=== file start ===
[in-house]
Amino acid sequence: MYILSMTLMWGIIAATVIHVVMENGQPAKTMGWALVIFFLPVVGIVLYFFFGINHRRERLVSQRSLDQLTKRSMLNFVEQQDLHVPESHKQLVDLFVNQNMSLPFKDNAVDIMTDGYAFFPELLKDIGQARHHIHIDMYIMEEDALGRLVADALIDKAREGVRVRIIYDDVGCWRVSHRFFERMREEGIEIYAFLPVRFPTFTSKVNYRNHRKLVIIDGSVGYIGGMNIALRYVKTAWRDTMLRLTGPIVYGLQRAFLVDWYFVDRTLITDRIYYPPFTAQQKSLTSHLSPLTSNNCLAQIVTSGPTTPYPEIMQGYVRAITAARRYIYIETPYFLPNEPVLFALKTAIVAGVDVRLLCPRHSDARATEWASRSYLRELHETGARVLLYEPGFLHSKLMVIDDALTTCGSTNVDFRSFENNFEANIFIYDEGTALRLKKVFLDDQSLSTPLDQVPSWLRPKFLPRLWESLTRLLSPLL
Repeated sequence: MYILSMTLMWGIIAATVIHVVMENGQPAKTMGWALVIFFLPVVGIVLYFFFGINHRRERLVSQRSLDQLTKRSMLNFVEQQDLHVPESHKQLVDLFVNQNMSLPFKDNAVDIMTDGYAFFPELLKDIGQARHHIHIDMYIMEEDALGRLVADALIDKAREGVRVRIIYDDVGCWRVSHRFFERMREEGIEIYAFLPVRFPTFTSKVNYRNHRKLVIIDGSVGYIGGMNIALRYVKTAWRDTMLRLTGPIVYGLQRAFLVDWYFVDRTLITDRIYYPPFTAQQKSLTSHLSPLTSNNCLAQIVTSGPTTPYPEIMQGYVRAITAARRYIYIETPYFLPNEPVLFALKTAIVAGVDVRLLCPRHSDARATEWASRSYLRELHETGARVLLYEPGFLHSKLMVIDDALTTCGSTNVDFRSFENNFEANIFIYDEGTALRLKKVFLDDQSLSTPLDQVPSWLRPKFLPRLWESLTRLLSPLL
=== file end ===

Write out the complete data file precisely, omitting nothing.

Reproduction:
[in-house]
Amino acid sequence: MYILSMTLMWGIIAATVIHVVMENGQPAKTMGWALVIFFLPVVGIVLYFFFGINHRRERLVSQRSLDQLTKRSMLNFVEQQDLHVPESHKQLVDLFVNQNMSLPFKDNAVDIMTDGYAFFPELLKDIGQARHHIHIDMYIMEEDALGRLVADALIDKAREGVRVRIIYDDVGCWRVSHRFFERMREEGIEIYAFLPVRFPTFTSKVNYRNHRKLVIIDGSVGYIGGMNIALRYVKTAWRDTMLRLTGPIVYGLQRAFLVDWYFVDRTLITDRIYYPPFTAQQKSLTSHLSPLTSNNCLAQIVTSGPTTPYPEIMQGYVRAITAARRYIYIETPYFLPNEPVLFALKTAIVAGVDVRLLCPRHSDARATEWASRSYLRELHETGARVLLYEPGFLHSKLMVIDDALTTCGSTNVDFRSFENNFEANIFIYDEGTALRLKKVFLDDQSLSTPLDQVPSWLRPKFLPRLWESLTRLLSPLL
Repeated sequence: MYILSMTLMWGIIAATVIHVVMENGQPAKTMGWALVIFFLPVVGIVLYFFFGINHRRERLVSQRSLDQLTKRSMLNFVEQQDLHVPESHKQLVDLFVNQNMSLPFKDNAVDIMTDGYAFFPELLKDIGQARHHIHIDMYIMEEDALGRLVADALIDKAREGVRVRIIYDDVGCWRVSHRFFERMREEGIEIYAFLPVRFPTFTSKVNYRNHRKLVIIDGSVGYIGGMNIALRYVKTAWRDTMLRLTGPIVYGLQRAFLVDWYFVDRTLITDRIYYPPFTAQQKSLTSHLSPLTSNNCLAQIVTSGPTTPYPEIMQGYVRAITAARRYIYIETPYFLPNEPVLFALKTAIVAGVDVRLLCPRHSDARATEWASRSYLRELHETGARVLLYEPGFLHSKLMVIDDALTTCGSTNVDFRSFENNFEANIFIYDEGTALRLKKVFLDDQSLSTPLDQVPSWLRPKFLPRLWESLTRLLSPLL